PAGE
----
The ill-effects of consuming nicotine-laced pan masala, gutka and chewing of tobacco are pretty well-known yet our adults and adolescents are not ready to kick the habit. Equally well known is the fact that medical cost for treating smokeless tobacco-related cancers and diseases is staggeringly high. People are reminded umpteen times that the adverse health effects of smokeless tobacco are far greater than that of smoking. Yet those hooked to these noxious forms of consumable items don’t seem to care.
The enforcement of related laws to curb the menace, on the other hand, is lax – as always. In this scenario, our judiciary periodically keeps nudging the executive to do the needful. The Sindh High Court (SHC), for instance, had recently ruled that the existing laws with regard to the punishment for manufacturing and selling gutka and mainpuri should be enhanced as culprits involved in such crimes were being booked under the British-era laws and set free after facing minor penalties. In a follow-up hearing, the court has asked the police top brass to clamp down on the menace of gutka and mainpuri in the province and also incorporate a provision of the Pakistan Penal Code for causing hurt by means of poison in the FIRs until new legislation is put in place.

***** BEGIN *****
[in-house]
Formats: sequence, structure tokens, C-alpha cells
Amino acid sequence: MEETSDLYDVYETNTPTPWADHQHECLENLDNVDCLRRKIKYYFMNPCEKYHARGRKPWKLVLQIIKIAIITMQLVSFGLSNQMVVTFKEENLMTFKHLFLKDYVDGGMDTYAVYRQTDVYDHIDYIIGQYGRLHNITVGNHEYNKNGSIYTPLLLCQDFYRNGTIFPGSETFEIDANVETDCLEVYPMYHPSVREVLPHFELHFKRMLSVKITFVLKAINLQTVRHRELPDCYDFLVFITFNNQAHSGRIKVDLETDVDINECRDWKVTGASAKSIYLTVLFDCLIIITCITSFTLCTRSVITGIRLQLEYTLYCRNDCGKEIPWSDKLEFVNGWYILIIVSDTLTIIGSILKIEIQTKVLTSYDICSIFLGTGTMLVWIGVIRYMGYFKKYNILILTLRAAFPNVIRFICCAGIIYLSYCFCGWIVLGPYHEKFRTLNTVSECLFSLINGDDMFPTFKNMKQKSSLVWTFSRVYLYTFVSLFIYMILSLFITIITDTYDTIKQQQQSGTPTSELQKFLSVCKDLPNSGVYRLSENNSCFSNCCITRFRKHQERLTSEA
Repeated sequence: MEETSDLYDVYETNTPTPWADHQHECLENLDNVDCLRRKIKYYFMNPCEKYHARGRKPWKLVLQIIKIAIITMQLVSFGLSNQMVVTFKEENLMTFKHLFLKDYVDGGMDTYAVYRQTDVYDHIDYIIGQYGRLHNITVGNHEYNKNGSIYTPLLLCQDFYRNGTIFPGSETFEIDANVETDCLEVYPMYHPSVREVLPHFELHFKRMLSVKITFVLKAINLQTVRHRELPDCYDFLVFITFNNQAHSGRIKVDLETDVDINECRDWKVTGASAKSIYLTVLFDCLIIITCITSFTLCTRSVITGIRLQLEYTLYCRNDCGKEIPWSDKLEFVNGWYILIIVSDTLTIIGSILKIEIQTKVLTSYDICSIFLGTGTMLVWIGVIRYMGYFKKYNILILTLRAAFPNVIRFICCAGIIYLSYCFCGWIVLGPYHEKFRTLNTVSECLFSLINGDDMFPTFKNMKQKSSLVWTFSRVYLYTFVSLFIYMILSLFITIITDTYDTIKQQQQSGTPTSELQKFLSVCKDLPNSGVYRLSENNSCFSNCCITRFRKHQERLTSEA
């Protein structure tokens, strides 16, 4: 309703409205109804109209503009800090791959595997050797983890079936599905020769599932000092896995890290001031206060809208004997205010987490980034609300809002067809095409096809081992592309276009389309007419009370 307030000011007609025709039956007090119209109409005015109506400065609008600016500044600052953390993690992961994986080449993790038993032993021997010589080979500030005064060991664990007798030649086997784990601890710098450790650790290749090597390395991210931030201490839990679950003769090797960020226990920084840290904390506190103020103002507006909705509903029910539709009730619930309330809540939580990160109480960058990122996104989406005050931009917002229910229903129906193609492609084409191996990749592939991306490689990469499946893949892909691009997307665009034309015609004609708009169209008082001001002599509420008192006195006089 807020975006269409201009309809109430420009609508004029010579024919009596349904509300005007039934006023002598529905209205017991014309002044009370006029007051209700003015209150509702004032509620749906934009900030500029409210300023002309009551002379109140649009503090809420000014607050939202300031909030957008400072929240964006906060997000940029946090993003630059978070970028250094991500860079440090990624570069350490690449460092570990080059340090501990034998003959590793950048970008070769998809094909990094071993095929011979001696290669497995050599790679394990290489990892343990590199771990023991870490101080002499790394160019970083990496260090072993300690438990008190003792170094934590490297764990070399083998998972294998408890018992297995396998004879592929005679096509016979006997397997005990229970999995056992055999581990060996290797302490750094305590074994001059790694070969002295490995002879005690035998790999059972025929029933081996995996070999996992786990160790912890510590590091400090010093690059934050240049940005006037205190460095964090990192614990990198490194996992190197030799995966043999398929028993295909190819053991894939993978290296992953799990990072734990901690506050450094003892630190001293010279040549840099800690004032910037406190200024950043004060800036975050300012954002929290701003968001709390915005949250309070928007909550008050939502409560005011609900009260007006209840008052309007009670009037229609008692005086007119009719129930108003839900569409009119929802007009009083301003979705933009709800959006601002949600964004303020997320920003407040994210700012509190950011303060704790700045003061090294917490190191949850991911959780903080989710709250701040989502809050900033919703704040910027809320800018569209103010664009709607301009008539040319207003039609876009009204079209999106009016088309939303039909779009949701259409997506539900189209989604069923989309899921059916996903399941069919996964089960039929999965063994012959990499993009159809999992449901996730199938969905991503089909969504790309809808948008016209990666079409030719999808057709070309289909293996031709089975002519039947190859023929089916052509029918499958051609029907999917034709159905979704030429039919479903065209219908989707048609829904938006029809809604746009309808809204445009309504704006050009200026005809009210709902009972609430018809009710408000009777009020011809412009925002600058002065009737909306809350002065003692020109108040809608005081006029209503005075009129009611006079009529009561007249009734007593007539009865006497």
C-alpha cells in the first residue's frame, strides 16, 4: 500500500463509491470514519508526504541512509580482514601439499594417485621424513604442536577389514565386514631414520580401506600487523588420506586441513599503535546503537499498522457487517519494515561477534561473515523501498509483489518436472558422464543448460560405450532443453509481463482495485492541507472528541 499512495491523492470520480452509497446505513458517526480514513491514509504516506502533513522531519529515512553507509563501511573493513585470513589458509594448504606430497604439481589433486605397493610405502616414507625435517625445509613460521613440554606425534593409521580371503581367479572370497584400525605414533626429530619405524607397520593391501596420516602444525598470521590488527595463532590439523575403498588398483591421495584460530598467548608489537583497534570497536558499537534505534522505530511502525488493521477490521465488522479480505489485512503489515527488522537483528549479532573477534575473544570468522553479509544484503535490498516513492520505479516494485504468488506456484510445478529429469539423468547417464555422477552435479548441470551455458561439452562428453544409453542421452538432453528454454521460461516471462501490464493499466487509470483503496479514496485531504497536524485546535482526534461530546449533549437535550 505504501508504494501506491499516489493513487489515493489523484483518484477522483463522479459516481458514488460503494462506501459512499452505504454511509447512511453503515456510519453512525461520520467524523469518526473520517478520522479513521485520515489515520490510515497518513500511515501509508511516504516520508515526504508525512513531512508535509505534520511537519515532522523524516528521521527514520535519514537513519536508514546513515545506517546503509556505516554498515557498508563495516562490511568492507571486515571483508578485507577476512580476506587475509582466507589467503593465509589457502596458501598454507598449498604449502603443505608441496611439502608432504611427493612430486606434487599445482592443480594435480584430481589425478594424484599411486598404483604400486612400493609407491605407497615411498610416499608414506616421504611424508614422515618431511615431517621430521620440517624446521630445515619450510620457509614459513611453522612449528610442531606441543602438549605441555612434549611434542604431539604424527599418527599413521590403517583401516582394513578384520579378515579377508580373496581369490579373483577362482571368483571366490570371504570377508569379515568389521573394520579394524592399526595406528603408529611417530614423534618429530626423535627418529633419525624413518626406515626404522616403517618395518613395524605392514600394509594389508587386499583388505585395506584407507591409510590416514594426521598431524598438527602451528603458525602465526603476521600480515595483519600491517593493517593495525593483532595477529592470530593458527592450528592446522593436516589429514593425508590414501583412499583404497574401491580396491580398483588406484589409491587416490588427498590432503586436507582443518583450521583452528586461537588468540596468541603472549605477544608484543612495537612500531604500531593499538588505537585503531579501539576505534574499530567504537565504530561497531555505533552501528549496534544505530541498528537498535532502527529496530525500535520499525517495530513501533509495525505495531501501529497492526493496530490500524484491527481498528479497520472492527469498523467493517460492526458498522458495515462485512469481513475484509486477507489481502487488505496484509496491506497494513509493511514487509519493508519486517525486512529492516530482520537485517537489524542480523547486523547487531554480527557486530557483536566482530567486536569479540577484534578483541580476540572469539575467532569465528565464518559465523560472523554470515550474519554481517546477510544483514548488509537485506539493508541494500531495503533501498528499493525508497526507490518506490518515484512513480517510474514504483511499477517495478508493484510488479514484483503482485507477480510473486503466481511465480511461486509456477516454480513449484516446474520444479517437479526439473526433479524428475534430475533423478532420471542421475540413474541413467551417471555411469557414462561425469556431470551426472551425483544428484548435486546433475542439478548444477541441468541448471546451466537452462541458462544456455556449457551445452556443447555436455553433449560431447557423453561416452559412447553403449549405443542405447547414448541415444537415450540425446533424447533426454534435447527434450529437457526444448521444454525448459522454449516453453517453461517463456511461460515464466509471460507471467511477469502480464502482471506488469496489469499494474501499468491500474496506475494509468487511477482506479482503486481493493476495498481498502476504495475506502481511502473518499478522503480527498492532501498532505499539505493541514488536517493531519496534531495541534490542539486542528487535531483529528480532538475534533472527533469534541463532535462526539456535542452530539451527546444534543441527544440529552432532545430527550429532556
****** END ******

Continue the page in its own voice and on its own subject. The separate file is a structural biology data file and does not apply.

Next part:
The court was peeved at the way its previous directives to the provincial authorities were treated with icy unconcern. It wants new legislation to award harsher punishment for the manufacture and sale of such hazardous items. The judges aptly noted that if the gravity of an issue required immediate legislation then the duty of legislatures become double in the passage of timely legislation. We hope the provincial legislature heeds the call of the court and tweaks the law in a way that it works towards curbing the rising trend of gutka and tobacco chewing.
Published in The Express Tribune, October 7th, 2019.